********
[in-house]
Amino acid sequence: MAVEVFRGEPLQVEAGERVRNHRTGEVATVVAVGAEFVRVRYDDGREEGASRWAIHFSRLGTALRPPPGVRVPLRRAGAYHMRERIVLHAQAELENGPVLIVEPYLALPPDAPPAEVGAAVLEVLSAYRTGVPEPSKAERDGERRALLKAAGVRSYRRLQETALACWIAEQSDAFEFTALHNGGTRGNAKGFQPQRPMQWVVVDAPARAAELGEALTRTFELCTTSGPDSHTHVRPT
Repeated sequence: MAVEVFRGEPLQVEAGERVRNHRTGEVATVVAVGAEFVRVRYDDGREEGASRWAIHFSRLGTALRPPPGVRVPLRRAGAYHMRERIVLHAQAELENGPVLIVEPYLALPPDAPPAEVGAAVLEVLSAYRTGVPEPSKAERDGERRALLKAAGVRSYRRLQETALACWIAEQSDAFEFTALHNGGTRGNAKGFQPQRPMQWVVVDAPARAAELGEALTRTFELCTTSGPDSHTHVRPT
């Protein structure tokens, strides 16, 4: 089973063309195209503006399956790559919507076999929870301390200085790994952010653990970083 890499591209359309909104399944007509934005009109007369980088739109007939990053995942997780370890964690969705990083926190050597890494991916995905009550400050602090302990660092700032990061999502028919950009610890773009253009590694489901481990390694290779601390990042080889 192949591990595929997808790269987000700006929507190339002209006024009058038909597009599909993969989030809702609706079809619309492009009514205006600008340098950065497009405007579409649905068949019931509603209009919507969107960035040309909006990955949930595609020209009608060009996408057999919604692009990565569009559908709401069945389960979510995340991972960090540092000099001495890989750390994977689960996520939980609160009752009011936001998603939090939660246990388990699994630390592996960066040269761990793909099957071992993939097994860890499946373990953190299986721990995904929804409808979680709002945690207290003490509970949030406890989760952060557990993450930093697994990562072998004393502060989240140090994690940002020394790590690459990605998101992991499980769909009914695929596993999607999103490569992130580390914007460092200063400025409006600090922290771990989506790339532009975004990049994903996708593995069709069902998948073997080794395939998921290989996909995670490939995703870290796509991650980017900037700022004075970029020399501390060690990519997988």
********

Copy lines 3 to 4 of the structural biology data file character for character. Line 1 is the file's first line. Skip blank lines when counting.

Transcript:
Repeated sequence: MAVEVFRGEPLQVEAGERVRNHRTGEVATVVAVGAEFVRVRYDDGREEGASRWAIHFSRLGTALRPPPGVRVPLRRAGAYHMRERIVLHAQAELENGPVLIVEPYLALPPDAPPAEVGAAVLEVLSAYRTGVPEPSKAERDGERRALLKAAGVRSYRRLQETALACWIAEQSDAFEFTALHNGGTRGNAKGFQPQRPMQWVVVDAPARAAELGEALTRTFELCTTSGPDSHTHVRPT
């Protein structure tokens, strides 16, 4: 089973063309195209503006399956790559919507076999929870301390200085790994952010653990970083 890499591209359309909104399944007509934005009109007369980088739109007939990053995942997780370890964690969705990083926190050597890494991916995905009550400050602090302990660092700032990061999502028919950009610890773009253009590694489901481990390694290779601390990042080889 192949591990595929997808790269987000700006929507190339002209006024009058038909597009599909993969989030809702609706079809619309492009009514205006600008340098950065497009405007579409649905068949019931509603209009919507969107960035040309909006990955949930595609020209009608060009996408057999919604692009990565569009559908709401069945389960979510995340991972960090540092000099001495890989750390994977689960996520939980609160009752009011936001998603939090939660246990388990699994630390592996960066040269761990793909099957071992993939097994860890499946373990953190299986721990995904929804409808979680709002945690207290003490509970949030406890989760952060557990993450930093697994990562072998004393502060989240140090994690940002020394790590690459990605998101992991499980769909009914695929596993999607999103490569992130580390914007460092200063400025409006600090922290771990989506790339532009975004990049994903996708593995069709069902998948073997080794395939998921290989996909995670490939995703870290796509991650980017900037700022004075970029020399501390060690990519997988």